BENGHAZI, Libya (Reuters) - French military advisers have been helping coordinate Libyan forces fighting Islamic State insurgents in the eastern city of Benghazi, where pro-government brigades have been making progress, a senior Libyan military commander said on Thursday.
It was the latest sign of U.S. and European engagement in trying to restore some order and security in anarchic Libya, where Western governments are looking to help local forces stop Islamic State expanding beyond its bastions in Iraq and Syria.
“The French military group in Benghazi are just military advisers who provide consultations to the Libyan National Army in its battle against terrorism, but they are not fighting with our Libyan forces,” special forces commander Wanis Bukhamada told Reuters. There was no immediate French comment.
The French newspaper Le Monde reported on Wednesday that French special forces and intelligence commandos were engaged in “a secret war” against Islamic State in Libya in conjunction with the United States and Britain. France’s Defence Ministry declined comment on the report.
Libyan military forces in Benghazi are under the command of General Khalifa Haftar and loyal to the North African country’s government based in the eastern city of al-Bayda. A rival armed faction took over the capital Tripoli in the far west in 2014 and set up its own self-declared government.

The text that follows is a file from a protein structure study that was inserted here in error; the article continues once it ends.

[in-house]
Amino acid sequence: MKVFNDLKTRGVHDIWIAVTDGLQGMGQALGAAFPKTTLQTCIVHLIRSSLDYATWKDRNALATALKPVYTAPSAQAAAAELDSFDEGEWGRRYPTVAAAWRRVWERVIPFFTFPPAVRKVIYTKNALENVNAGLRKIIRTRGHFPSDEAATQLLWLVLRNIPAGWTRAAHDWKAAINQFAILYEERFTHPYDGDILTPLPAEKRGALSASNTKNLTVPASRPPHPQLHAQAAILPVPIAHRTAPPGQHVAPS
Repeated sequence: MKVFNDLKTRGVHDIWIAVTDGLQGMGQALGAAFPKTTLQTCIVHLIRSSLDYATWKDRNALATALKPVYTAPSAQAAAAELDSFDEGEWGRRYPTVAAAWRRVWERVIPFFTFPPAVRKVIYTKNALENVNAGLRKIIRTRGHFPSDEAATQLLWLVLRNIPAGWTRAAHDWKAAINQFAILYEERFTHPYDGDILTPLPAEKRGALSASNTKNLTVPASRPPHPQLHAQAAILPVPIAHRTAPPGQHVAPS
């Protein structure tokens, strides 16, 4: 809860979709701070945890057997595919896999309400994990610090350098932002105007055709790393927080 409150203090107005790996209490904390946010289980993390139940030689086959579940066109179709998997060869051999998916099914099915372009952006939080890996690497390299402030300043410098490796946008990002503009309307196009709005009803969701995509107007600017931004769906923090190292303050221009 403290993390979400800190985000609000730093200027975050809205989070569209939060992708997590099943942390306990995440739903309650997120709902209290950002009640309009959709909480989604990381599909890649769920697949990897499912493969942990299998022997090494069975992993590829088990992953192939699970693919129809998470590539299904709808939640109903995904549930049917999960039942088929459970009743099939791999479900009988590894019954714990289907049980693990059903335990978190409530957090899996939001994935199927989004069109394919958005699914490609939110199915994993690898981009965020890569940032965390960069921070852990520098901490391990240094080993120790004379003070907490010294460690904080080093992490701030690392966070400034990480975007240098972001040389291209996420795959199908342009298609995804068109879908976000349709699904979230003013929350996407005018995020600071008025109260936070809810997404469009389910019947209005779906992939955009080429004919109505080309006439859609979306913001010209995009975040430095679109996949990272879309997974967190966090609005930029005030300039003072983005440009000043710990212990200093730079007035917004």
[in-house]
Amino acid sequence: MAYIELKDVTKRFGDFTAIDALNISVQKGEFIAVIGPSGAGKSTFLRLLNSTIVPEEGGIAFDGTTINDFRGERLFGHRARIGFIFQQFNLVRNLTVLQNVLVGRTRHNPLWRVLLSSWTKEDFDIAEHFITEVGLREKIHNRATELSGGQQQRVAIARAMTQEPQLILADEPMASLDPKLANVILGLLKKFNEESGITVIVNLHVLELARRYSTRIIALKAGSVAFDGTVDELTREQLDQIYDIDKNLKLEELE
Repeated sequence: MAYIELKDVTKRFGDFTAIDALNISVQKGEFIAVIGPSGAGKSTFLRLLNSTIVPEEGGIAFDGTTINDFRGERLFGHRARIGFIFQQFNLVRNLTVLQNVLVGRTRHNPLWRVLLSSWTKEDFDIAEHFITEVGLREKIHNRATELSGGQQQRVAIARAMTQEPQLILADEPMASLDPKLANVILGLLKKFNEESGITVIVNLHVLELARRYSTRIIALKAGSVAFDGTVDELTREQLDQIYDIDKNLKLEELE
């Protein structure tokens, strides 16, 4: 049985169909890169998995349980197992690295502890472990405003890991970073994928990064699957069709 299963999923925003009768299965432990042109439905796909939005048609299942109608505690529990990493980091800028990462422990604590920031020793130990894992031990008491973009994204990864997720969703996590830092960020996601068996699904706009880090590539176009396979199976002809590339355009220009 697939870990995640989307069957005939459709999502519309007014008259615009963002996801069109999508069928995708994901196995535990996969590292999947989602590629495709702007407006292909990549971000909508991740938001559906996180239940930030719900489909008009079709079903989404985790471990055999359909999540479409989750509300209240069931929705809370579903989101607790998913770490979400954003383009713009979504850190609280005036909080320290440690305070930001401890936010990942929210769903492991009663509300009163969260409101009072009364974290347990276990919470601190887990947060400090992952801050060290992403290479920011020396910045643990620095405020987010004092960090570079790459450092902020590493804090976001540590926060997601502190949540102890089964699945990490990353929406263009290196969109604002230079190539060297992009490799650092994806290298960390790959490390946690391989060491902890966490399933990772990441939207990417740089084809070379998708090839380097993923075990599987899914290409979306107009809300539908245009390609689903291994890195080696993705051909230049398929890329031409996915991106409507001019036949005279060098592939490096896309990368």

Haftar’s forces have been advancing against Islamic State in Benghazi, taking back neighbourhoods in the country’s biggest eastern city that had been under militant control for months.
Western officials have said they are discussing possible air strikes and special forces operations against Islamic State in Libya, where militants have exploited a breakdown of state order since the 2011 uprising that toppled Muammar Gaddafi to seize control of some towns.
Last Friday a U.S. air strike targeted Islamist militants in the western Libyan city of Sabratha, killing more than 40.
Western officials say any deeper international military involvement, such as training missions or a proposed Italian-led security stabilisation force, will require a request from a U.N.-backed Libyan national unity government.
The United Nations has been trying to bring the country’s rival factions together in a unity government. A presidential council has been formed, but hardliners are resisting a vote in Libya’s elected parliament to approve the new government.
Reporting by Ayman El Warfalli; Writing by Patrick Markey; Editing by Mark Heinrich